Karl Rove appeared before a federal grand jury once again on Wednesday, presumably to testify about his involvement in the leak of CIA agent Valerie Plame's identity. Special prosecutor Patrick Fitzgerald has not designated Rove as a "target" of the investigation, Rove's lawyer said. A Rove spokesman also denied a Truthout.org report that Fitzgerald had sent Rove a formal "target letter." Does it matter if prosecutors label you a target?
Not really. There's no law that says federal prosecutors have to warn criminal suspects before they indict them. The practice of informing "targets" of their status is a long-standing but flexible government policy. According to the United States Attorneys' Manual, "the prosecutor, in appropriate cases, is encouraged to notify [a target] a reasonable time before seeking an indictment." But he doesn't have to notify his target, especially if he thinks the target might tamper with the evidence or leave town. He's also free to skip the notification process if he thinks it could slow things down or "otherwise be inconsistent with the ends of justice." Federal prosecutors routinely indict people without ever telling them that they're under investigation.
A "subject" of an investigation—who is less likely than a target to be indicted—can become a target at the drop of a hat. And a target can lose his status just as quickly as he gets it. Once again, a prosecutor can tell someone that he is no longer a target, but he doesn't have to.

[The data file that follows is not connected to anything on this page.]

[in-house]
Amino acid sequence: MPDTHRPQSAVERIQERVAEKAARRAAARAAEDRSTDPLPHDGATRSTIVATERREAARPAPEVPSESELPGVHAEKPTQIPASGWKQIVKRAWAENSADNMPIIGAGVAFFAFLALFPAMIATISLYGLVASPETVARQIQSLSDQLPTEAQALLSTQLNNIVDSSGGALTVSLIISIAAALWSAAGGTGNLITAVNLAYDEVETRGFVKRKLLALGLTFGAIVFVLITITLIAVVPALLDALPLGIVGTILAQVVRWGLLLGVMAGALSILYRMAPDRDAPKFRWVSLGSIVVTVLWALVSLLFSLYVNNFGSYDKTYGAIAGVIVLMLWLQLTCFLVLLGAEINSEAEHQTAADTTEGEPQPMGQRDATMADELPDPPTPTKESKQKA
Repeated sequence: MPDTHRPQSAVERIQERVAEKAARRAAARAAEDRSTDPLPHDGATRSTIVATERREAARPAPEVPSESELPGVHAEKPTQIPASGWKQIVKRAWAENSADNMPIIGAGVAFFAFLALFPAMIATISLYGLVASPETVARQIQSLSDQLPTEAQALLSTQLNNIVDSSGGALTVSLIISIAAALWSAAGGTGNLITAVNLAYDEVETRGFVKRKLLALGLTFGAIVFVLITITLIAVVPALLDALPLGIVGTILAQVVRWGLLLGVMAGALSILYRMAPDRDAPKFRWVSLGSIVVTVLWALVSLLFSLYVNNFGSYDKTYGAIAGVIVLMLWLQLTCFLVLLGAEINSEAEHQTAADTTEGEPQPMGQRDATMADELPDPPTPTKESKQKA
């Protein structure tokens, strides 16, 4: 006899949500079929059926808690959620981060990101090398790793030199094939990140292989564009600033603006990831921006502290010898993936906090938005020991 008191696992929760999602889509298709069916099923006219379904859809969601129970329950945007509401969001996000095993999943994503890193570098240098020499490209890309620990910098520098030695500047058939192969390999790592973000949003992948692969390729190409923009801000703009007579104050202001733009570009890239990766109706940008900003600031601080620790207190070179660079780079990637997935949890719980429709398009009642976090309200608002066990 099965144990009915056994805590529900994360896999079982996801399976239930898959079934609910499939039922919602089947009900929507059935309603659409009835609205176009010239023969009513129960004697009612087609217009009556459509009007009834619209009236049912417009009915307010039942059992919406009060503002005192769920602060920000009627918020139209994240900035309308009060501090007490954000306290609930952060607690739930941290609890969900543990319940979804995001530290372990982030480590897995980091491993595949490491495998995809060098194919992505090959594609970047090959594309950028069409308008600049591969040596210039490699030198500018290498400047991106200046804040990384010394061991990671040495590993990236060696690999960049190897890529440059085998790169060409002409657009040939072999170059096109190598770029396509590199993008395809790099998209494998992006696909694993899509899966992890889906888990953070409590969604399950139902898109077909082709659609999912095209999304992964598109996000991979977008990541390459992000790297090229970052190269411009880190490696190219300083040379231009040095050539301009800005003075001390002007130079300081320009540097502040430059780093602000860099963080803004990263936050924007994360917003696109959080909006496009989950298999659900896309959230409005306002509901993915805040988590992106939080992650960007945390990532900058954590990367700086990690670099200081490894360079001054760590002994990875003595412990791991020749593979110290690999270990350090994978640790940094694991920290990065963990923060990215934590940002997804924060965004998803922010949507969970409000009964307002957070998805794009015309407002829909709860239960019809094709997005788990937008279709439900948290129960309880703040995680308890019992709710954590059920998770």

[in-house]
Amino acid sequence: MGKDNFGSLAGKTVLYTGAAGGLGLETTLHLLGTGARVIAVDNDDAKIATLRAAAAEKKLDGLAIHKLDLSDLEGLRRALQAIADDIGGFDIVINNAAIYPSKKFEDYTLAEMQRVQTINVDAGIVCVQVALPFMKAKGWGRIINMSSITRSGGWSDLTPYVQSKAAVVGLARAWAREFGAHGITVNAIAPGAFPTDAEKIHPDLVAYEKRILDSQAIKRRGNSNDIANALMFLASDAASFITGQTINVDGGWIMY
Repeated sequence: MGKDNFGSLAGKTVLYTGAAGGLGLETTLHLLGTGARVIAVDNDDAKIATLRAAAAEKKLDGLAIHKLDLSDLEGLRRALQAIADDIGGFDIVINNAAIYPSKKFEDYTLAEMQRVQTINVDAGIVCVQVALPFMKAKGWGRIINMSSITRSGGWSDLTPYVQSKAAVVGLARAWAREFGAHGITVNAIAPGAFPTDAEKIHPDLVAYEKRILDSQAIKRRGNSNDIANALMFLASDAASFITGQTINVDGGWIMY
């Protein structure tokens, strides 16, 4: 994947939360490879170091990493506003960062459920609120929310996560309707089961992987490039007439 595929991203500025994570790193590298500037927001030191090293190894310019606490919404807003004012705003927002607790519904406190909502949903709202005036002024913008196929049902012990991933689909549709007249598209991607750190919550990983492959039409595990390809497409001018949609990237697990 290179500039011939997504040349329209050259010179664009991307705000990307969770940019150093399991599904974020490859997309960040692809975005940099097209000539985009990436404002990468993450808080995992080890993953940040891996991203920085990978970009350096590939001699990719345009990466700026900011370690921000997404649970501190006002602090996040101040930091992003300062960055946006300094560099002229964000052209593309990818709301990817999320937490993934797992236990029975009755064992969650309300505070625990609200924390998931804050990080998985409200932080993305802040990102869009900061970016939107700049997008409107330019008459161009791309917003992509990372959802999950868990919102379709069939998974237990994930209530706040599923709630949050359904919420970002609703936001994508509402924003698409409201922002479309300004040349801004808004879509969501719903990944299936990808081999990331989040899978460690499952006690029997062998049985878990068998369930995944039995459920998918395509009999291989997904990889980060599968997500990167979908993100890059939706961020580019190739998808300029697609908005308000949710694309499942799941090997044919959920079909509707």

If a prosecutor does tell you you're a target, he'll probably remind you that you don't have to answer any incriminating questions in front of the grand jury. (In other words, you can take the Fifth.) Such advice sometimes comes in the form of a target letter like this one. Other witnesses may get similar advice as a matter of course.
But a prosecutor doesn't haveto tell a target (or subject) that he can take the Fifth. In 1977, the Supreme Court addressed the case of a motorcycle thief who wanted his self-incriminating grand jury testimony dismissed because he'd never been told he was a target. Warren Burger's opinion suggested that the government has no obligation to give a Miranda-like warning to a grand jury witness.
Sometimes prosecutors will tell someone he's a target even if he hasn't received a grand jury subpoena. That's because a target may want to testify if he knows he's going to get indicted. (He might want to give the grand jury his side of the story, for example.) The Department of Justice suggests that a target be given "reasonable time" to do just that before he gets indicted.
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Explainer thanks Dan Richman of Fordham University.